Volvo Trucks North America has begun a recall to of 23,003 units to deal with a potential clutch problem, the manufacturer advised the National Highway Traffic Safety Administration.
The recall covers 2007-2014 models of Volvo’s VAH, VHD, VNL, VNM and VT tractors. The recall was outlined in a letter from Volvo, whose U.S. headquarters is in Greensboro, N.C.
At issue is the potential risk of a crash because of a longer stopping distance if the clutch doesn’t disengage when the brakes are applied. No crashes or injuries have been reported in connection with the condition.
“Volvo considers this [recall] as a proactive measure to protect the public and Volvo’s customers from the risk of a vehicle crash,” said the letter from Tim LaFon, director of regulatory affairs. “Volvo has received 183 warranty reports and 155 field reports that may be associated” with the condition.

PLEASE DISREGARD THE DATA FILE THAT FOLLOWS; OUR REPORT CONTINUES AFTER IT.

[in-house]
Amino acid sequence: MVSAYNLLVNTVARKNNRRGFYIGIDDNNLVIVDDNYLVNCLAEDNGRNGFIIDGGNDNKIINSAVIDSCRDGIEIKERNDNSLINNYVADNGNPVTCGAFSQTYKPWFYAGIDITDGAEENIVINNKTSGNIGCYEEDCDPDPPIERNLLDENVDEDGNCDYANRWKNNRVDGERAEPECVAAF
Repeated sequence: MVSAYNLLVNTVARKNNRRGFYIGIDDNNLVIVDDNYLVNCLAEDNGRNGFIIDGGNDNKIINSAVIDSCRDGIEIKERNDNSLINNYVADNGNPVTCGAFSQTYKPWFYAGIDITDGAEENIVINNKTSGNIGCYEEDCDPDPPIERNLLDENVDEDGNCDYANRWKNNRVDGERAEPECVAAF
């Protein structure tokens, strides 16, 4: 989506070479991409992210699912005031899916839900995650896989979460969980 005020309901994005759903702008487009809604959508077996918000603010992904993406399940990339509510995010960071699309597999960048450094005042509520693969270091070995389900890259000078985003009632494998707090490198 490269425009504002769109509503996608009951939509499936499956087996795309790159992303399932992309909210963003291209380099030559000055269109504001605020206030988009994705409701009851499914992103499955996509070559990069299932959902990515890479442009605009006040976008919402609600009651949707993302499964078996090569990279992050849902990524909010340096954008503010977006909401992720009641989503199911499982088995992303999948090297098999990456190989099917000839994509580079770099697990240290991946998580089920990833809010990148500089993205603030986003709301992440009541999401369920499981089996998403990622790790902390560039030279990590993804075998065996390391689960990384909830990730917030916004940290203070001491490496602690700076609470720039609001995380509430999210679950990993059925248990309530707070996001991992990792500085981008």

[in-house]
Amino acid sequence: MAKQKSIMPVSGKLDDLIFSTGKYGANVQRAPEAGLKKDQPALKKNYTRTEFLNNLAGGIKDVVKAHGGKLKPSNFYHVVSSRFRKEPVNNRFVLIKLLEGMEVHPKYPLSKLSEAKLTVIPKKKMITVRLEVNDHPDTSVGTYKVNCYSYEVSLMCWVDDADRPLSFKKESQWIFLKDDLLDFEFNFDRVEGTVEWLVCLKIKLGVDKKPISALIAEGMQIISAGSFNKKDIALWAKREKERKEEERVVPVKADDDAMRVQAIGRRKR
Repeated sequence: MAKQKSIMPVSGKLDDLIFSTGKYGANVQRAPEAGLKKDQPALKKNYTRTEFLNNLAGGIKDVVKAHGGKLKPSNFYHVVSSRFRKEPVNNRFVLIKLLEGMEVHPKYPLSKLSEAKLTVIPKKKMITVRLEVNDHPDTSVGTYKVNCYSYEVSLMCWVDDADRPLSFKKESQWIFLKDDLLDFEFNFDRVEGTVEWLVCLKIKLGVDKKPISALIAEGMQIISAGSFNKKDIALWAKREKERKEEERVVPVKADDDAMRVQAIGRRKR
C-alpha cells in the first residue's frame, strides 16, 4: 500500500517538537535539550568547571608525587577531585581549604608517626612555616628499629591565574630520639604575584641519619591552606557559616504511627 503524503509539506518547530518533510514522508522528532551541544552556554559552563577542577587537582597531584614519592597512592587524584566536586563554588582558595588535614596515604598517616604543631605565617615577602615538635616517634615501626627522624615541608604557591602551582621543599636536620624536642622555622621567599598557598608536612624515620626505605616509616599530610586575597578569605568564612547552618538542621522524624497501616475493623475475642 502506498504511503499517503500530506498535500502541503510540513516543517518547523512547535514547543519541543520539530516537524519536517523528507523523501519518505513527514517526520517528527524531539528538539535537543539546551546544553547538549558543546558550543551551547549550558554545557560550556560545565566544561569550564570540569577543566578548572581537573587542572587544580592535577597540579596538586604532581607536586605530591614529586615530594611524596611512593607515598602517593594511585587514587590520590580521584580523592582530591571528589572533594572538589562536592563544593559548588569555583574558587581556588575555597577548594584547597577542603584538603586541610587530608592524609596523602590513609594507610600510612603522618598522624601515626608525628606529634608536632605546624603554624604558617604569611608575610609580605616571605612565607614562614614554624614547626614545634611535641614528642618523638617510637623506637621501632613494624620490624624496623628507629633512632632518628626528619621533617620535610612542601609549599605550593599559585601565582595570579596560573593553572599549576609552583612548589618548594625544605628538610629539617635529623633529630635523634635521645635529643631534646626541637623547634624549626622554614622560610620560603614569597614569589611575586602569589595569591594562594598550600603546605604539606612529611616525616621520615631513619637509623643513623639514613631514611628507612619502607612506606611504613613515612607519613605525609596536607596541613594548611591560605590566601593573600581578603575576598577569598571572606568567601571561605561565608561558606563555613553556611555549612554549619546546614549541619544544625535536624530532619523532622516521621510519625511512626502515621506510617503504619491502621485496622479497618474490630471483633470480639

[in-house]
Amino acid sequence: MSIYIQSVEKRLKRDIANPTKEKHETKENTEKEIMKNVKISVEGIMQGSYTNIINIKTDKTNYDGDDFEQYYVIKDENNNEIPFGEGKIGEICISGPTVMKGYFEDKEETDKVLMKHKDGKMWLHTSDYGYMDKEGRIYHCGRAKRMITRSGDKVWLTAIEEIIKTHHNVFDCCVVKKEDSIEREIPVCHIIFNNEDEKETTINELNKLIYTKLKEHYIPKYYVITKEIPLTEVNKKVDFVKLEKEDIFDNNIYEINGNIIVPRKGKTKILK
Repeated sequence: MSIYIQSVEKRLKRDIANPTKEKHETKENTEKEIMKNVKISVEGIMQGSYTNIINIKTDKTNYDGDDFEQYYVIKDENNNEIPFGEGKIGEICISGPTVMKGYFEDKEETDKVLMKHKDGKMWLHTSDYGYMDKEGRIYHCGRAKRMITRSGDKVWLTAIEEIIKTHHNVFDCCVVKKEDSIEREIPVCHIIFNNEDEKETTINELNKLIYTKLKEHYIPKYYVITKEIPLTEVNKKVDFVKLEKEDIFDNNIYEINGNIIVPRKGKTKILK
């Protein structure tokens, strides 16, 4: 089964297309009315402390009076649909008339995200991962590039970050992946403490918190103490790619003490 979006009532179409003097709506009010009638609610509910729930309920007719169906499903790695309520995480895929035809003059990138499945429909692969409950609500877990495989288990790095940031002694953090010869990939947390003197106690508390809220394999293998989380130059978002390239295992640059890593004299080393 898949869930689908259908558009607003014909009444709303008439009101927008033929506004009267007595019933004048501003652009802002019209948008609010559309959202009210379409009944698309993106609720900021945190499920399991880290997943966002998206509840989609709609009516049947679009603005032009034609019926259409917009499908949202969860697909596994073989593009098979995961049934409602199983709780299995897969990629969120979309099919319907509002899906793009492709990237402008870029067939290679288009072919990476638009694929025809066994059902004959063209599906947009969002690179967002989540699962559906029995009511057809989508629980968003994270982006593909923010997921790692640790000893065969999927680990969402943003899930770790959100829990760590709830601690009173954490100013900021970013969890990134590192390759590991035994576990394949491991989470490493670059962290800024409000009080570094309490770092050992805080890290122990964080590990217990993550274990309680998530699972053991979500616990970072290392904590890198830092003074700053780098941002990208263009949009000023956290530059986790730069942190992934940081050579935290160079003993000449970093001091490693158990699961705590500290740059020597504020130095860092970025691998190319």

Volvo spokesman Brandon Borgna said the company declined to comment, referring Transport Topics to the NHTSA report.
Volvo identified the problem as the possible removal of a “micro switch” that “provided a redundant clutch disengagement signal.”
The micro switch is designed to instruct the automated manual transmission to disengage the clutch in the event that the primary brake switch doesn’t do so.
The recall began July 2 with a message to dealers, and tractor owners will be notified of the recall by Aug. 25. Volvo said in its letter that the defect doesn’t affect the braking system.
According to Volvo, the company is evaluating potential solutions and will advise NHTSA when a decision is made about the specific repairs.
The company statement said the number of units with the micro switch issue isn’t known. Volvo first notified NHTSA of the potential issue in February.